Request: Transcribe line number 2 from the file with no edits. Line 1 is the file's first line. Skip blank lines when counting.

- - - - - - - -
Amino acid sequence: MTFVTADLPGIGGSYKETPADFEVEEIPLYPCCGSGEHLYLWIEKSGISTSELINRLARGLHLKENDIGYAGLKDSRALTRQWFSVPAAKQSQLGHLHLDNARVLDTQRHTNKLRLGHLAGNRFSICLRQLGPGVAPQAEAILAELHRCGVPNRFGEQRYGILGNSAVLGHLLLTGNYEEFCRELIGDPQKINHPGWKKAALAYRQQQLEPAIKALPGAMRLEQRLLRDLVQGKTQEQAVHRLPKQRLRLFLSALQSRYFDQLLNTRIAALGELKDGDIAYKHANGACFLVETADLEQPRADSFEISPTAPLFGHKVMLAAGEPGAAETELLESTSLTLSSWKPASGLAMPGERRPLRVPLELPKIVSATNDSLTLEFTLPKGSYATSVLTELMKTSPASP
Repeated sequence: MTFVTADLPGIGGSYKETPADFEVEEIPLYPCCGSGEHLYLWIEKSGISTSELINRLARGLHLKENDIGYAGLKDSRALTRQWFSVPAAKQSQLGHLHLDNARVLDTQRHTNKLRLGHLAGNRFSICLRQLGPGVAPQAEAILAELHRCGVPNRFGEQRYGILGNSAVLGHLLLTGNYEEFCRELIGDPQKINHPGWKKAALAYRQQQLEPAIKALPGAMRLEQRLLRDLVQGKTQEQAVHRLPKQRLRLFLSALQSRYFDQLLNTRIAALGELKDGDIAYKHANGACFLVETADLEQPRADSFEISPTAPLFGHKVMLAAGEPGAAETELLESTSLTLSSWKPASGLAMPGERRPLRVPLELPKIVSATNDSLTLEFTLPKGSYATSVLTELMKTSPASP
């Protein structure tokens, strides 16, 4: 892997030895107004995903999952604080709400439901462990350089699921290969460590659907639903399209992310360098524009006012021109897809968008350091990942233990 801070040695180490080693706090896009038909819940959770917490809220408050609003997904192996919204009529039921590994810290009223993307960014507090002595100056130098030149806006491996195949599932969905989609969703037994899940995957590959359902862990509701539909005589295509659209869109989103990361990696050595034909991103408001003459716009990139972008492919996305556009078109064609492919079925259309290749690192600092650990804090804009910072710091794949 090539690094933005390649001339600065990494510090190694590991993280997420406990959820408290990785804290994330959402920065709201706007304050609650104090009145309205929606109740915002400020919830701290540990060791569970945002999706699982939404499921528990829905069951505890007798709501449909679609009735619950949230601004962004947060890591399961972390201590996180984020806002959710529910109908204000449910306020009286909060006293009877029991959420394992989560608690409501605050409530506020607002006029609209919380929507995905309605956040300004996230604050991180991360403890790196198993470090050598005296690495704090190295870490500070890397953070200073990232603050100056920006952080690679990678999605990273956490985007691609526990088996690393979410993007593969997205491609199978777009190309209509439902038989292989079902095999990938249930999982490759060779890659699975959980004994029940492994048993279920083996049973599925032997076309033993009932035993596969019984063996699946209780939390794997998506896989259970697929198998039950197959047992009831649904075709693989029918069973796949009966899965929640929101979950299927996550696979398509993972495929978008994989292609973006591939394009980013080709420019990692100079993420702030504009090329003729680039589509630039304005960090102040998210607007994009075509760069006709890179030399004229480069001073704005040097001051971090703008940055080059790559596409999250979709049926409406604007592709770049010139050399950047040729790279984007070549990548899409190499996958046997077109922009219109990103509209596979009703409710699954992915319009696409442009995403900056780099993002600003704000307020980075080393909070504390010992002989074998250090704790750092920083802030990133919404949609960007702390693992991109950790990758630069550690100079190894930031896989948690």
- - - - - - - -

Repeated sequence: MTFVTADLPGIGGSYKETPADFEVEEIPLYPCCGSGEHLYLWIEKSGISTSELINRLARGLHLKENDIGYAGLKDSRALTRQWFSVPAAKQSQLGHLHLDNARVLDTQRHTNKLRLGHLAGNRFSICLRQLGPGVAPQAEAILAELHRCGVPNRFGEQRYGILGNSAVLGHLLLTGNYEEFCRELIGDPQKINHPGWKKAALAYRQQQLEPAIKALPGAMRLEQRLLRDLVQGKTQEQAVHRLPKQRLRLFLSALQSRYFDQLLNTRIAALGELKDGDIAYKHANGACFLVETADLEQPRADSFEISPTAPLFGHKVMLAAGEPGAAETELLESTSLTLSSWKPASGLAMPGERRPLRVPLELPKIVSATNDSLTLEFTLPKGSYATSVLTELMKTSPASP